Now we can argue about if our tax money is being spent wisely and what to do if it’s not. Or, we can debate about how much tax money is too much or too little. That’s a matter of ideology and can be hashed out over reasoned, rational discussion.

The thing is, there’s none of that happening. When confronted with opposing views that call into question some of their claims, the Anger-stons have taken to turtling, and wrapping themselves in a cloak of Just Ol’ Down Home Plain Folks. (Witness Blatchford’s recent offerings.) Well, I may not be much of what you city types call a ‘Big Thinker’ with all yer university edu-macations and $19 coffees and uncooked fish but I do claim to knows what I knows and I knows we taxpayers are bein’ fleeced.

No. You know what? Fuck you.

Grow up and stop trying to mask your obstinate ignorance as some kind of homespun wisdom. It isn’t. It’s just obstinate ignorance.

We’re tired of having to talk down to your level. Being uninformed cannot be proudly called ‘populist’. It isn’t. It’s just being uninformed.

Does that make me an elitist? Only if it means that I feel a sense of entitlement to a thoughtful, cogent and logical debate about the future of this city and not some boiling brew of unharnessed and misplaced ire that spouts speculative, spurious nonsense with the demand of being taken seriously. Blind rage is not a reputable campaign platform. Thinking it is, is just your own sense of misplaced entitlement.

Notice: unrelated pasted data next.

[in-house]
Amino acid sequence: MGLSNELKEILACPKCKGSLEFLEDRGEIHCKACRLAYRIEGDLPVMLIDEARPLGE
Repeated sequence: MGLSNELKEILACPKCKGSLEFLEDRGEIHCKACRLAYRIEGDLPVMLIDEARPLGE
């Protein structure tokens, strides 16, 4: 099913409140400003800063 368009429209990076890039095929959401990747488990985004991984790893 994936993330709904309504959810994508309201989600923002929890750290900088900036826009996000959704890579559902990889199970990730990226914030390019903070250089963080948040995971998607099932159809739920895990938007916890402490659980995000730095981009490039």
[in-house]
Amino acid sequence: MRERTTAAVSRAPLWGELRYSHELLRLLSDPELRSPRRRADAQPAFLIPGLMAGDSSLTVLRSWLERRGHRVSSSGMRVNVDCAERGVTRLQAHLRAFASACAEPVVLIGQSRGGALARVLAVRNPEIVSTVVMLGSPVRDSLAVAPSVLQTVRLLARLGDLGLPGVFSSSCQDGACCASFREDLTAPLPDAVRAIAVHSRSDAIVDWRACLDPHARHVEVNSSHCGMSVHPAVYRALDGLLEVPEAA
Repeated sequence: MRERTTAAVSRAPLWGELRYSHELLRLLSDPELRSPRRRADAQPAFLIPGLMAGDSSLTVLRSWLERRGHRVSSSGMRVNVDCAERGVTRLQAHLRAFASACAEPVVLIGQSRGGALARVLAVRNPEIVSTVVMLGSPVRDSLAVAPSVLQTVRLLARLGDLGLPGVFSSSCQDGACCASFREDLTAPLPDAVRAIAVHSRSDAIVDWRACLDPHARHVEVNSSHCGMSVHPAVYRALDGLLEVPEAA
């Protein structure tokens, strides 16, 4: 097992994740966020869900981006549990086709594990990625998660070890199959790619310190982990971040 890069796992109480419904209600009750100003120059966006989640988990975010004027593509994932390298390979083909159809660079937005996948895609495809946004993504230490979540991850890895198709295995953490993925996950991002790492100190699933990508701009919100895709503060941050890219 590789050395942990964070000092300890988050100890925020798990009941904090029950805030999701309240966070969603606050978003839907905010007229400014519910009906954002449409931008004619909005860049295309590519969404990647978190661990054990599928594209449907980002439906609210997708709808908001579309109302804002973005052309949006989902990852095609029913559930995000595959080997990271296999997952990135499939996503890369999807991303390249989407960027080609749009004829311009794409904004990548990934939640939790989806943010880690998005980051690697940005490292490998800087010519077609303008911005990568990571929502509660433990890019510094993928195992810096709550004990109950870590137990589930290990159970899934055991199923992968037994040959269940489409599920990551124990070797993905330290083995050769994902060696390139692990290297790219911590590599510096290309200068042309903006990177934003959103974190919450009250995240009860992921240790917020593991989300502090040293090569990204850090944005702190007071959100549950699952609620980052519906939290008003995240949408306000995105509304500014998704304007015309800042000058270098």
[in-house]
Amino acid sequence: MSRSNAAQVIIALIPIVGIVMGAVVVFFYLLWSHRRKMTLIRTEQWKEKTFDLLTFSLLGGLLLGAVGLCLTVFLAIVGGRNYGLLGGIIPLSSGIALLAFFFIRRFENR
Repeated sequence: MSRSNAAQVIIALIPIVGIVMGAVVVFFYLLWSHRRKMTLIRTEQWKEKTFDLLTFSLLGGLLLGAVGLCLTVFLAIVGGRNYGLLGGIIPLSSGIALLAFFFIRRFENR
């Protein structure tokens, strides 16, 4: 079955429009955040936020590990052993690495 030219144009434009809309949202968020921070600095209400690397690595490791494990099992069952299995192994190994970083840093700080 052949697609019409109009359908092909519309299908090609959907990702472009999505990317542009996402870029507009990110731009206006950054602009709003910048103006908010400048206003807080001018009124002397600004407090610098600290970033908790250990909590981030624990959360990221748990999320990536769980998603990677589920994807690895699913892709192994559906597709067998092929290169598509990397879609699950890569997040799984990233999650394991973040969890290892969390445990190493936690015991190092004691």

So all your Rob Ford types out there (and the Smithermans and Rossis trying hard to tap into that bitterness and bile base), you’re not the only ones capable of being angry. There is a growing contingent of us out here who feel that you are misrepresenting the wider swath of Toronto voters and are threatening much that has been accomplished in this city over the last 7 years. The difference is that ours is a positive outrage at your increasingly outlandish claims and childish behaviour. Ours is the anger that builds not destroys things.

And calling that patronizing and condescending doesn’t make it any less true.

— angrily (even lividly) submitted by Urban Sophisticat

The Blatch Keys On Rob Ford’s Success

Dear Miss Christie Blatchford,

I am writing to you with a rather forward, possibly unseemly, request.

The next time you hold a gathering for your “downtown friends” would it be out of the question to extend an invitation my way? It doesn’t have to be anything fancy like a black tie dinner party although I can still cut a swath in my tails and top hat. It could simply be cocktails and canapés or a few brewskis over some ribs and slaw as those of you in possession of a mess of “blue-collar, working-class, anti-intellectual” bones might partake in.

We are neighbours after all. I do see you from time-to-time, out walking your dog while I’m window shopping at our local Home Hardware. It seems surprising to me that our paths haven’t crossed more concretely sooner. So let’s stop making strange and break some bread together.